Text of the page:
Peripheral nerve blocks (PNBs) are widely and increasingly used for better acute perioperative pain control for a variety of procedures. Clinically preservative-free dexamethasone is arguably the most commonly used adjuvant and offers the most optimization effects on PNBs yet with the least side-effects noted. Our aim was to compare the effectiveness of intravenous versus perineural dexamethasone on the effectiveness and safety of PNBs.
Major databases (PubMed, EMBASE, Cochrane library, ISI Web of Science, Google Scholar) were systematically searched for randomized controlled trials comparing the effectiveness of intravenous versus perineural dexamethasone on PNBs. Study characteristics, intraoperative events, and postoperative outcomes including duration of analgesia, duration of sensory block, duration of motor block, pain score at 24 hours, opioid consumption, and postoperative nausea and vomiting, were extracted from the articles. Meta-analysis was performed using random-effect models.
Thirteen randomized controlled trials comprising a total of 937 patients (intravenous: 464 patients; perineural: 473 patients) were included in this meta-analysis. Perineural dexamethasone significantly prolonged the duration of analgesia (standardized mean difference [SMD], 0.48 h; 95% confidence interval [CI], 0.18-0.79) and sensory block (SMD, 0.74; 95% CI, 0.53-0.94). In subgroup of studies that used 4 to 5 mg we found that perineural dexamethasone was universally more effective to prolong analgesia as compared with intravenous dexamethasone (SMD, 0.48 h; 95% CI, 0.24-0.72), but there was no significant difference between intravenous versus perineural dexamethasone when using a dose of dexamethasone ≥8 mg (SMD, 0.33 h; 95% CI, −0.11 to 0.77). Perineural dexamethasone had similarly more benefits in terms of prolongation of motor block duration, decreasing pain score, reducing opioid consumption, and less postoperative nausea and vomiting.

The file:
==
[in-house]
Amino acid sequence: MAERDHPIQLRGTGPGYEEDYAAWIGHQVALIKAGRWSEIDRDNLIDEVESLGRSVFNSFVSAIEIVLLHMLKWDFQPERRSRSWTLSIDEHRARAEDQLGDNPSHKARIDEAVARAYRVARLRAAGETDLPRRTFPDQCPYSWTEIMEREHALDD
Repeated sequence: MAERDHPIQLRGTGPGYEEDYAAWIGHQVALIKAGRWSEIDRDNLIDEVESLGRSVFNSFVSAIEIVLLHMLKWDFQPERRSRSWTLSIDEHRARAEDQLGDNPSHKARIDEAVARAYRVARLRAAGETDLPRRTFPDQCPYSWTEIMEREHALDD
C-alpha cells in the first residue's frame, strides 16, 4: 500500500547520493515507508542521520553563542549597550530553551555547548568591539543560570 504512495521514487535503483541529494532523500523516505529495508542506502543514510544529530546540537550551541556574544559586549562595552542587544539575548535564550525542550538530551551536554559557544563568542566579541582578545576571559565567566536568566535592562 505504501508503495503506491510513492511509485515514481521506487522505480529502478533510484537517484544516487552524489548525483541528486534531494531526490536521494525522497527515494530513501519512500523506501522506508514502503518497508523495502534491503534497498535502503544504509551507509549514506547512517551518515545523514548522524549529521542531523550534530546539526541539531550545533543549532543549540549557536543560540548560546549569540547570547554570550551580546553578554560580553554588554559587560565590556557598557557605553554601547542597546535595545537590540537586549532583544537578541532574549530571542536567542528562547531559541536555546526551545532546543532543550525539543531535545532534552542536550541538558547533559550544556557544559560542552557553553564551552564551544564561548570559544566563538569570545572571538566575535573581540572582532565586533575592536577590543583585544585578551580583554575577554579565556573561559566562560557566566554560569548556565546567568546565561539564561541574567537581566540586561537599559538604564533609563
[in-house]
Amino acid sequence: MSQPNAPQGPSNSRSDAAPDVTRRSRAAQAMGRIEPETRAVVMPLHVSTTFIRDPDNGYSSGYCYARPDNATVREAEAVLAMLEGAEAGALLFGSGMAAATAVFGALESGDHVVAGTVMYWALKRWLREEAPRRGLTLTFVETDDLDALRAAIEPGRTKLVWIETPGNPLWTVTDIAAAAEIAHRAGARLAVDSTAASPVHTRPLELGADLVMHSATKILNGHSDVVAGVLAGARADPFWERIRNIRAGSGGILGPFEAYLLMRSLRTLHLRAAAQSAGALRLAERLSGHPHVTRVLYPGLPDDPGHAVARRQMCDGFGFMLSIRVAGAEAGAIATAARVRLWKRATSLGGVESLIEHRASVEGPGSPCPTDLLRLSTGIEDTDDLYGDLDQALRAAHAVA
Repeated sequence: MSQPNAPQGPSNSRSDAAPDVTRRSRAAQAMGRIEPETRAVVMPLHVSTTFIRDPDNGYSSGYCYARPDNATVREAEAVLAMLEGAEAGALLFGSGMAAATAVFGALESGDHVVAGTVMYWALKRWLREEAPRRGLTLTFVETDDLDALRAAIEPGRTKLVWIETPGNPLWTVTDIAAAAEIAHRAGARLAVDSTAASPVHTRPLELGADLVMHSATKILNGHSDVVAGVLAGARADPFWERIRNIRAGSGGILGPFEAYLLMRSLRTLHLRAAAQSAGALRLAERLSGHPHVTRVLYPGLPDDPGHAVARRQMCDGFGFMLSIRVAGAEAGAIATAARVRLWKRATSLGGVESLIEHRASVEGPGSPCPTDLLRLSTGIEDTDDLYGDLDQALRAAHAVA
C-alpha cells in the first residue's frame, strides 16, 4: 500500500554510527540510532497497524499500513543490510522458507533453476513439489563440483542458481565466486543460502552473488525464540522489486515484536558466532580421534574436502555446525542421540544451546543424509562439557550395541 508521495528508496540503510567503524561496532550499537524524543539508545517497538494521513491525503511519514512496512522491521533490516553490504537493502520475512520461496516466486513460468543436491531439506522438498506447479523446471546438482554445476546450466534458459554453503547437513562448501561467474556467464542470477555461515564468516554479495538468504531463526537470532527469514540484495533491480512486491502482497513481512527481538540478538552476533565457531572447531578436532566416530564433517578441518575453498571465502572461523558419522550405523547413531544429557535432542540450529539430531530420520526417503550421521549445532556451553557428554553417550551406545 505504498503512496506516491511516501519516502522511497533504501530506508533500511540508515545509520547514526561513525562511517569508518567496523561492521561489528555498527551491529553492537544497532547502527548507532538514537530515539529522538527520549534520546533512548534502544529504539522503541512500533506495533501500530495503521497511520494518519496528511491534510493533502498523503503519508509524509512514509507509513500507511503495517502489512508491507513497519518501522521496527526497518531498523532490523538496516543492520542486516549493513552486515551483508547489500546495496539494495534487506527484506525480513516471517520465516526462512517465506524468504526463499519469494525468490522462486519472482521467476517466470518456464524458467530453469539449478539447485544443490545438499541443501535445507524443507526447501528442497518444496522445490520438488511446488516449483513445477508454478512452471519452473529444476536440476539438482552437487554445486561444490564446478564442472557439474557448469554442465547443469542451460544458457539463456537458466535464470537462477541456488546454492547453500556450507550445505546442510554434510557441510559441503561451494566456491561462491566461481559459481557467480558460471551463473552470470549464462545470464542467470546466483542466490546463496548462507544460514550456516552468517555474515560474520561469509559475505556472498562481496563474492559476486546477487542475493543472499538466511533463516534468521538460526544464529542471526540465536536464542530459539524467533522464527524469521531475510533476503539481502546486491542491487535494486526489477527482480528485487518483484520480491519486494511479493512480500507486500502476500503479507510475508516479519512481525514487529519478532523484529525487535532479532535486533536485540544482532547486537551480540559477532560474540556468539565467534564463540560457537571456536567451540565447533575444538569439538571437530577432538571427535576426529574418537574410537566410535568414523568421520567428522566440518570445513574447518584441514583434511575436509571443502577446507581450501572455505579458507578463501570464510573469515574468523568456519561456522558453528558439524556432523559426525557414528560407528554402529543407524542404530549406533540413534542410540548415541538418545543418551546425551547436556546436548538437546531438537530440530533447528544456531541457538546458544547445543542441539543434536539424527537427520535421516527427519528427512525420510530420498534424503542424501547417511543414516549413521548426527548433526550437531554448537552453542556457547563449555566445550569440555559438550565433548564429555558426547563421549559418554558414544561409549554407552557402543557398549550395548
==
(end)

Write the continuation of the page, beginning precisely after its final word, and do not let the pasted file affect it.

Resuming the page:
This investigation not only confirmed the better analgesic effects of perineurally administered dexamethasone as compared with its intravenous injection, but also implicitly supported the hypothesis of local interaction between dexamethasone and the nerve as one of the pain modulation mechanisms of dexamethasone, because systemic absorption alone could not explain the superior quality of PNBs.
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*Department of Anesthesiology and Critical Care Medicine, Johns Hopkins University School of Medicine, Baltimore, MD
†Department of Anesthesiology, Yale University, Yale New Haven Hospital, New Haven, CT
Present address: Andres Zorrilla-Vaca, MD, Faculty of Health, Universidad del Valle School of Medicine, Cali, Colombia.
A.Z.-V. is the archival author and contributed to design the study, data collection, conduct the study, quality control, analyze the data, interpretation of the data, and write the manuscript. J.L. helped to write the manuscript.
A.Z.-V. receives research funding from the Colombian Society of Anesthesiology and Reanimation. J.L. declares no conflict of interest.
Reprints: Andres Zorrilla-Vaca, BSc, Department of Anesthesiology and Critical Care Medicine, Johns Hopkins University School of Medicine, 600N Wolfe Street, Phipps 455, Baltimore, MD 7600026 (e-mail: firstname.lastname@example.org).
Received March 10, 2017
Received in revised form May 8, 2017
Accepted May 29, 2017